There are many odd candies on the market. Many of them are designed to appeal to someone’s sense of humor; the gum that lets you talk to your cat, for example. Others attempt to appeal to a sense of (mild) adventure, such as bacon flavored jelly beans.
It requires a rare candy to rely upon history and the supernatural to make sales. “Ghost candy for child raising” is such a treat.
As one would hope with ghost candy, there’s a story attached.
About four hundred years ago, a shopkeeper in Japan was visited by a woman in white shortly before he closed for the evening. She bought only some candy, then left
The next night, it happened again. And again. Every night, the same woman would come just as he was closing for the night to purchase candy. While this would normally be a matter of curiosity, it moved into the level of probable theft when the shopkeeper would discover, the next morning, not money but leaves in his coin box.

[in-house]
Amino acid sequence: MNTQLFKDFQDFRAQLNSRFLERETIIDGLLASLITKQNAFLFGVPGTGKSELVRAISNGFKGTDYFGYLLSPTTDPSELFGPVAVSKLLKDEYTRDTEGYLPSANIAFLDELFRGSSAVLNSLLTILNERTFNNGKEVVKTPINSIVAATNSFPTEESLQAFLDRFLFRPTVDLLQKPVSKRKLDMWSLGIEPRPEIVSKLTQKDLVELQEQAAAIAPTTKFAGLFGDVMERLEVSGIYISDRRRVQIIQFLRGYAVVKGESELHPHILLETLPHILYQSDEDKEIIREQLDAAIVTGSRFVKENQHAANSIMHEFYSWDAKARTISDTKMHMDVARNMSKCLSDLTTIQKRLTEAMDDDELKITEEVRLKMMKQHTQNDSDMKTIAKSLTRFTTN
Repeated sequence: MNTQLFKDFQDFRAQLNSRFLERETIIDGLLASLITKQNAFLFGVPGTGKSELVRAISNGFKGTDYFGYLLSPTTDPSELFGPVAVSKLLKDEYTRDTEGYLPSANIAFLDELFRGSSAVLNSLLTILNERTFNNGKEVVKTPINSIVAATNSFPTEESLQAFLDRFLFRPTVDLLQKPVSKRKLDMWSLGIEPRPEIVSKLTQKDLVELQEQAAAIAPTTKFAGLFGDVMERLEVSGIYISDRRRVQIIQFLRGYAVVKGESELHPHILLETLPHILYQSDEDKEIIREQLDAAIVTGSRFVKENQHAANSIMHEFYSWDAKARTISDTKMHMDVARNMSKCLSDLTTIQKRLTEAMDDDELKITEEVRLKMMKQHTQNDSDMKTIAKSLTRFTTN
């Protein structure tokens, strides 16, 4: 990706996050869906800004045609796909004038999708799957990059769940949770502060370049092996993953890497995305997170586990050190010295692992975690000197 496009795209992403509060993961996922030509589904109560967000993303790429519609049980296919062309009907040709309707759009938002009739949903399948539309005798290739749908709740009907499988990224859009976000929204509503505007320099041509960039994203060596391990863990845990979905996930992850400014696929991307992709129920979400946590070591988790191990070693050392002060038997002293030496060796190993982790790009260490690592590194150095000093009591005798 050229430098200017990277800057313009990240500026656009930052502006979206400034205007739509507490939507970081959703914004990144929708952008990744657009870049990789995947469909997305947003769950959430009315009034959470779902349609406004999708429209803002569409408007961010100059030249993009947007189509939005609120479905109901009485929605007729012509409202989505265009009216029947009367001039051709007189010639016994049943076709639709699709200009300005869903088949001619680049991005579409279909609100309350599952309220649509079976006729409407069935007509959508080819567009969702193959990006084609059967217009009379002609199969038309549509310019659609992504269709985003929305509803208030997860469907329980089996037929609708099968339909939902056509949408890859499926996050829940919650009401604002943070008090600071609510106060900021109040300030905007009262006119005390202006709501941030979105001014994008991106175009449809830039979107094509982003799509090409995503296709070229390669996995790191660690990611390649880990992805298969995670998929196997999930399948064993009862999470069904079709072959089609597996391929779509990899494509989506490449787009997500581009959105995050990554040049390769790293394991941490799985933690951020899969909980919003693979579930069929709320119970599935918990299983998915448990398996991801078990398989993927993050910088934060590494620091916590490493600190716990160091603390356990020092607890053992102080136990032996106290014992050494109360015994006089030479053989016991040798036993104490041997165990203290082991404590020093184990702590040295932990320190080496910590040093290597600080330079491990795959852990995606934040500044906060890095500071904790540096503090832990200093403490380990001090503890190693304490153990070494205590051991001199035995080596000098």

Japan has legends about trickster foxes called kitsune, and the storeowner suspected that might be his issue. One night after the woman purchased candy, he surreptitiously followed her… into a graveyard, whereupon she disappeared.
Standing there befuddled, he heard a muffled crying from one of the graves. Proceeding to dig it up, he found a living newborn nestled in the arms of a corpse and sucking on some candy. The corpse, supposedly, was of a woman who had recently died shortly before childbirth. The infant was her own child, who’d been kept alive by the candy from the woman’s ghost.
It’s been hundreds of years, and the store is still there in the same Higashiyama area of Kyoto City, even though a temple has been raised nearby. The original coin box is supposedly still in use, and the shop continues to sell the same candy, which has come to be credited with powers of good fortune. Syrup and sugar, mixed together until crystallized and then shattered into pieces.
They don’t sell anything else these days, just the ghost candy for child raising. According to one television review, the candy’s quite tasty.
It doesn’t sound like much to me, but I’m not inclined to argue with the tastes of maternal ghosts.
Question of the night: what’s your favorite old-fashioned or discontinued/specialty store candy?